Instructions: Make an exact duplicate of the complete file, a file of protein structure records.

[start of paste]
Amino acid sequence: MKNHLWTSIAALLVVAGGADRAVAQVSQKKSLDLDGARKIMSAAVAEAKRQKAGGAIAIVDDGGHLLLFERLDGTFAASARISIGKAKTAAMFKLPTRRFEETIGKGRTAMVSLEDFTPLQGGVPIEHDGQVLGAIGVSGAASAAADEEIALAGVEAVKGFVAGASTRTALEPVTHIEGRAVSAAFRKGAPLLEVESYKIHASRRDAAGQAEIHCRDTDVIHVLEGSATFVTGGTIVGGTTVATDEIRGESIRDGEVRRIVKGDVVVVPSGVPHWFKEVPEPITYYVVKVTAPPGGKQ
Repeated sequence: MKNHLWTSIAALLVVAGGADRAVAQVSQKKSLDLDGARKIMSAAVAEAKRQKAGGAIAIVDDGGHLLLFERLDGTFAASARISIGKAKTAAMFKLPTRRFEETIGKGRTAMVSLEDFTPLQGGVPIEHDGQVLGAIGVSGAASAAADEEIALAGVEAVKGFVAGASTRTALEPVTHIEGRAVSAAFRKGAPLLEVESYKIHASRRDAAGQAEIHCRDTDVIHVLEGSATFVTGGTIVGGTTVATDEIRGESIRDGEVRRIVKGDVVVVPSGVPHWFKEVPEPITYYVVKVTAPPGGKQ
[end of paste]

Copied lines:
Amino acid sequence: MKNHLWTSIAALLVVAGGADRAVAQVSQKKSLDLDGARKIMSAAVAEAKRQKAGGAIAIVDDGGHLLLFERLDGTFAASARISIGKAKTAAMFKLPTRRFEETIGKGRTAMVSLEDFTPLQGGVPIEHDGQVLGAIGVSGAASAAADEEIALAGVEAVKGFVAGASTRTALEPVTHIEGRAVSAAFRKGAPLLEVESYKIHASRRDAAGQAEIHCRDTDVIHVLEGSATFVTGGTIVGGTTVATDEIRGESIRDGEVRRIVKGDVVVVPSGVPHWFKEVPEPITYYVVKVTAPPGGKQ
Repeated sequence: MKNHLWTSIAALLVVAGGADRAVAQVSQKKSLDLDGARKIMSAAVAEAKRQKAGGAIAIVDDGGHLLLFERLDGTFAASARISIGKAKTAAMFKLPTRRFEETIGKGRTAMVSLEDFTPLQGGVPIEHDGQVLGAIGVSGAASAAADEEIALAGVEAVKGFVAGASTRTALEPVTHIEGRAVSAAFRKGAPLLEVESYKIHASRRDAAGQAEIHCRDTDVIHVLEGSATFVTGGTIVGGTTVATDEIRGESIRDGEVRRIVKGDVVVVPSGVPHWFKEVPEPITYYVVKVTAPPGGKQ